London: Defending the European Commission (EC) tax ruling against Apple, EU President Jean-Claude Juncker has termed the decision as “landmark” that was taken “without discrimination and without bias”.
In his first public statement after the European Union (EU) ruled that Ireland must demand 13 billion euros in taxes from Apple, Juncker said: “National authorities cannot give tax benefits to some companies and not to others. This is the level playing field that the commission is always working to defend. We apply these rules without discrimination and without bias.”
According to an Irish Times report on Monday, Juncker added at the sidelines of the G20 summit in China the Apple ruling was the result of “intensive work which has been going on for many years.”
EU officials and members of the Ireland government are set to meet this week over the Apple ruling.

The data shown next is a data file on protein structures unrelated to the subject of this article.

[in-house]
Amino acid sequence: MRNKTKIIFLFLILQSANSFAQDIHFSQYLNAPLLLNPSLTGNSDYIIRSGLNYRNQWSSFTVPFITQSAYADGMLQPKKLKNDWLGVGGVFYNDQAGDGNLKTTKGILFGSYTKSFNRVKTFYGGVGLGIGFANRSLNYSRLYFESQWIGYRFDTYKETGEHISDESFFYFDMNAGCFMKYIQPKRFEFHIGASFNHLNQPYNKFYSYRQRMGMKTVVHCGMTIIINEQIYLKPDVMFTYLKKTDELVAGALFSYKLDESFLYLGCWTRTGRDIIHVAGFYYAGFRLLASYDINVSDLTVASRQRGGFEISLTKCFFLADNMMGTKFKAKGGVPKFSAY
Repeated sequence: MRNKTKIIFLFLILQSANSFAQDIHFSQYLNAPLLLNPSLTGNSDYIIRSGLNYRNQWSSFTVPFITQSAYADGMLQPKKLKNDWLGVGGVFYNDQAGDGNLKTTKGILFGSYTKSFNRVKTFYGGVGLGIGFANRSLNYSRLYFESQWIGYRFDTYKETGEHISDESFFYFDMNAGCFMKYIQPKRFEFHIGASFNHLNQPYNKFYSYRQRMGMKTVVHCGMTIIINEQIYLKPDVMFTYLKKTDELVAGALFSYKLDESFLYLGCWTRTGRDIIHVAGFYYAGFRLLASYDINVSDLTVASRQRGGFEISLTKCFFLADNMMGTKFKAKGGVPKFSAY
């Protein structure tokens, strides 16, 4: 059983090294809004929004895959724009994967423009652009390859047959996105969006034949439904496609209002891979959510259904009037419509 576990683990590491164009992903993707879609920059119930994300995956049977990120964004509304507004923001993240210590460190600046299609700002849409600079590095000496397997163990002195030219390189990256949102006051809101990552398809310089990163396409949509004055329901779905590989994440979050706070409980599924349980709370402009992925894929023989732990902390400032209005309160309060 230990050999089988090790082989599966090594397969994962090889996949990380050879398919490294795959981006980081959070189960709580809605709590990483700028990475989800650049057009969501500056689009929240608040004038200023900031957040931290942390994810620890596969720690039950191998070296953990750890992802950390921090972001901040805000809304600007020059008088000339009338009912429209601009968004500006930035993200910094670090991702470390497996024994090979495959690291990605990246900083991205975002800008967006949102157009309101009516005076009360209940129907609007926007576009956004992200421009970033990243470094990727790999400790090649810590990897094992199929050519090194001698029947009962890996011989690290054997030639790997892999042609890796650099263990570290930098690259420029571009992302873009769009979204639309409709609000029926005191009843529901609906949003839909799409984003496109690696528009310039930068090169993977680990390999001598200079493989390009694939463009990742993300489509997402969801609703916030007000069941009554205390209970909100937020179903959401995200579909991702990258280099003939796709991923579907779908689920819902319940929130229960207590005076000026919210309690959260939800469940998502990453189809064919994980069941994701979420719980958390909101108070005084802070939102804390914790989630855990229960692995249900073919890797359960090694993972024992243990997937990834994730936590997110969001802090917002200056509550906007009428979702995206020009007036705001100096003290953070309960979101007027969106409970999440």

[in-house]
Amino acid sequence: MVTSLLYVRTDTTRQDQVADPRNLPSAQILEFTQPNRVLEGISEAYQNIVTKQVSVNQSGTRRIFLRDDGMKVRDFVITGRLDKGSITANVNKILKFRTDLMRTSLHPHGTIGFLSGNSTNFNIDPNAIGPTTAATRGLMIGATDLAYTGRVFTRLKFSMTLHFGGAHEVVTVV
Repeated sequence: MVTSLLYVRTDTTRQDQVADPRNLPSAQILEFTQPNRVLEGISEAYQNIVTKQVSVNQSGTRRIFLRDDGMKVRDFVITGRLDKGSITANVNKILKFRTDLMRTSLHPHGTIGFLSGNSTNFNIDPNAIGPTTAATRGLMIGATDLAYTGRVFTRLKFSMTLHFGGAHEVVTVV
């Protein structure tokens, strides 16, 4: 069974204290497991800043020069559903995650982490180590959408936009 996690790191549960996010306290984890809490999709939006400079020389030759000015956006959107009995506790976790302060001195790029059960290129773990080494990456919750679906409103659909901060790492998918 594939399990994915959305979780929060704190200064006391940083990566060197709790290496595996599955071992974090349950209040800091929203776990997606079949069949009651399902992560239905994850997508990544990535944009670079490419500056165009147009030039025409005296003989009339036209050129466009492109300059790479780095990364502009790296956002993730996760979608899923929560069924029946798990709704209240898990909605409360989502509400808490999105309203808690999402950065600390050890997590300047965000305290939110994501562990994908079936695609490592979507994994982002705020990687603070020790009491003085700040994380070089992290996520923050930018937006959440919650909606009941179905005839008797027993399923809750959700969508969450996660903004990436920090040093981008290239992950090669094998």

Earlier, Apple CEO Tim Cook dismissed the tax evasion allegations as “total political crap”.
In an interview to Irish Independent newspaper, Cook said Ireland is being “picked on”.
“I think we’ll work very closely together, as we have the same motivation. No one did anything wrong here and we need to stand together. Ireland is being picked on and this is unacceptable,” Cook told the newspaper.
Cook also rejected the assertion by EU Competition Commissioner Margrethe Vestager that Apple paid only 0.005 per cent tax in Ireland in 2014.
In a setback to Apple just before the much-awaited launch of its iPhone 7, the EU had announced that Ireland must demand 13 billion euros in taxes from company.
“We have concluded that Ireland granted undue tax benefits of up to 13 billion euros to Apple. This is illegal under EU state aid rules, because it allowed Apple to pay substantially less tax than other businesses. Ireland must now recover the illegal aid,” an EU statement read.
Following an in-depth state aid investigation launched in June 2014, the EC concluded that two tax rulings issued by Ireland to Apple have substantially and artificially lowered the tax paid by Apple in Ireland since 1991.